They’re still walking beside me in this trip through life, and the longer their legs get, the bigger their steps are. I hope I never lose sight of them.


Biddie said...

I have been thinking about The Girl for the past week or so. 14. I can scarcely believe it myself.
Twelve and thirteen were so hard for me, too. I would not go back there for all of the money in the world.
I have spent the past 20+ years being terrified that my girls would be too much like me, and make my mistakes. So far, so good, I am happy to say.
Your kids are doing just fine, and that is large part because they have you for a mom. The same you that we so morose all of those yers ago, the same you that dropped out of baptism class - twice.
The Girl is going to fine. Better than fine. So will Bucky. .
Why not? Look at their parents?

Heidi the Hick said...

I can say the same right back to you, Bid.

We love them through all the hardships - doesn't that make a difference?

But maybe because we (I mean, you, and me, both) have been honest about our struggles, our kids know that they don't have to be ashamed of anything they're okay no matter what.

If anything, those kids make us feel like we must be pretty decent people, eh??


billie said...

What a fabulous, smart post. Especially you realizing that the year your daughter turned the age you were when you had a tough year might stir some things up.

I love the milestone ritual - I feel many of us have lost some of those adolescent coming-of-age rituals that would ease kids through some of the rougher spots. We need them as adults too, imo. I tend to make up my own.

And whoa - your son sounds very much like mine. He has been precocious since he was in the womb (when he grabbed the amnio needle and held onto it for awhile) and I am waiting to see how he settles into the bigger world.

Sandra Ree said...

Beautiful...your kids are lucky Heidi, don't you ever lose sight of that. :)

JKB said...

and I might add that you won't ever lose sight of them...they'll always have you in their heart.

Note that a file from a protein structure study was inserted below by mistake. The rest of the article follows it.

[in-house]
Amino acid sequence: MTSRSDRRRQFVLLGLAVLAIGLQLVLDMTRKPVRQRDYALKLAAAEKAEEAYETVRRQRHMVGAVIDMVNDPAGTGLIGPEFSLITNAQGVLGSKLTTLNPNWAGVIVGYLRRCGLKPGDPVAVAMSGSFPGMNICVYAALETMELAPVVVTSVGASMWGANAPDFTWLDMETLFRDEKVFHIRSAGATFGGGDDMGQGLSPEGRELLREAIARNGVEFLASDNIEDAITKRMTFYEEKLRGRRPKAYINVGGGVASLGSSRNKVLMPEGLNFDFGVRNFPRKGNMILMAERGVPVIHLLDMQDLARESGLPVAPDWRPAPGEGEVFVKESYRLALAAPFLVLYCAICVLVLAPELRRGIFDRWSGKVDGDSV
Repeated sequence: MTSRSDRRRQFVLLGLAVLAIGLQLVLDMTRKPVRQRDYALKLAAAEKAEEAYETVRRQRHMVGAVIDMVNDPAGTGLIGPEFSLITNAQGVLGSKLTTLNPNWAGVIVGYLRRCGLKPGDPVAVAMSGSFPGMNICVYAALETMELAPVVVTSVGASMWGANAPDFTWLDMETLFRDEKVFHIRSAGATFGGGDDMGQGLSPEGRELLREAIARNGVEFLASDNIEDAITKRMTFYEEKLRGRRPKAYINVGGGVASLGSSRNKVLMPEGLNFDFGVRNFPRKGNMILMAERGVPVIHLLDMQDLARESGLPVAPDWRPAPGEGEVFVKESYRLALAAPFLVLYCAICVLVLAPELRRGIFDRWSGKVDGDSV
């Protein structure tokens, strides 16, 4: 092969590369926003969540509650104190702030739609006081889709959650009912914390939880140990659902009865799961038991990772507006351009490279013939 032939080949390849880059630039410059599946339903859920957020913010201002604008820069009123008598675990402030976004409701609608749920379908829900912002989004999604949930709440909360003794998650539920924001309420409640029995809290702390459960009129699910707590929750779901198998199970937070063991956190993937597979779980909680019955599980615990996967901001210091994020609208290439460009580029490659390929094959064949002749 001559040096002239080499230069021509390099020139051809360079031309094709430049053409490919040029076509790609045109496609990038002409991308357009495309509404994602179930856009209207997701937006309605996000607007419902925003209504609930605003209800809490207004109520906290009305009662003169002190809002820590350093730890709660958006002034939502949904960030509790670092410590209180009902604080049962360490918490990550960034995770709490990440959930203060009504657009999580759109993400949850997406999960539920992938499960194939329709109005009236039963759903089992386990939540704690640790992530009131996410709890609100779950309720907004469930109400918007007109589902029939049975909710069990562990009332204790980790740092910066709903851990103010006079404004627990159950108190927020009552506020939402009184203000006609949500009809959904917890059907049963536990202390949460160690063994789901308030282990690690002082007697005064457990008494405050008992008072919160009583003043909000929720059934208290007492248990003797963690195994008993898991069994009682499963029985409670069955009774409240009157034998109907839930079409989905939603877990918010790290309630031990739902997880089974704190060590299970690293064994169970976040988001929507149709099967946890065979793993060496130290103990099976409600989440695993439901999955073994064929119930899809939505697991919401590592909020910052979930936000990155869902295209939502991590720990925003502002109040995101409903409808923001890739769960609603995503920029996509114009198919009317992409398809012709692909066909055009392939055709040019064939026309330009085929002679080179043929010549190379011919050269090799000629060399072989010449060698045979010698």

Even when they are teenyboppers. :)

Heidi the Hick said...

Billie- we kind of expect the past to repeat itself... we figure raising our kids will be like living it all over again... well I just have to make some acceptances and live the life I have now!

My husband and I were talking about milestones and how this age (12) seems to be important in a lot of cultures, even though we tend to make such a big deal out of the teen years. Up until maybe two hundred years ago, there wasn't really any such thing as a teenager. You just became an adult and started working and yup, looking for a mate.

Which also freaks me out because IF my girl follows my footsteps she'll be getting married in SIX YEARS.


(Your son was that curious already in utero??? Yeah, I think these boys could relate, haha!)

Sandra Ree... thank you. I think we all got pretty lucky here.

Jkb- yes! They still live in my heart as far as I'm concerned!

Lynn Sinclair said...

Sounds like 'the kids are alright'. And they are lucky to have such a wonderful mom.

CindyDianne said...

Smart and insightful Heidi.

It sounds as if your kids are going to be just fine.

I am terrified by the milestones Trevor is about to cross...

The Manic Street Preacher said...

I've a feeling you'll never lose em cause you're letting em be them.

That's all a kid needs when they hit their teens.

Sometimes it's a bloody nightmare but as long as they know you're there for them they always come home.

Good luck babe x

Nicole said...

Beautiful post, Heidi. My boy turns nine tomorrow (which was an important age in my life), so I understand somewhat where you're coming from. Happiest of birthdays to Heidi's girl!

Balloon Pirate said...

"Baptism School Dropout."

Thats your next YA novel. You've already got the story line. You lived it. You know how it turns out. Just change some of the fiddly bits and you're published.

I mean it. Get to work.


Heidi the Hick said...

hahaha! Yep, Pirate, it's in there. It's in there and trust me, it's aaaaaall gonna come out in a book!

IndieFaith said...

Not to be self-conscious but was my 'input' in any way helpful. I find few places for construction criticism/feedback.
Oh and Bucky's (it is Bucky, right?) letters turned out fine!

Heidi the Hick said...

Yes, you were helpful. Always know that your words mean something!

Can't wait to see Bucky's project!

Real Live Lesbian said...

Precisely the reason that I never wanted to have kids. Growing up was so tough. lonely. sad. angst ridden.

I figured that would make me a terrible parent.

You sound like a fabulous mother. Lucky kids!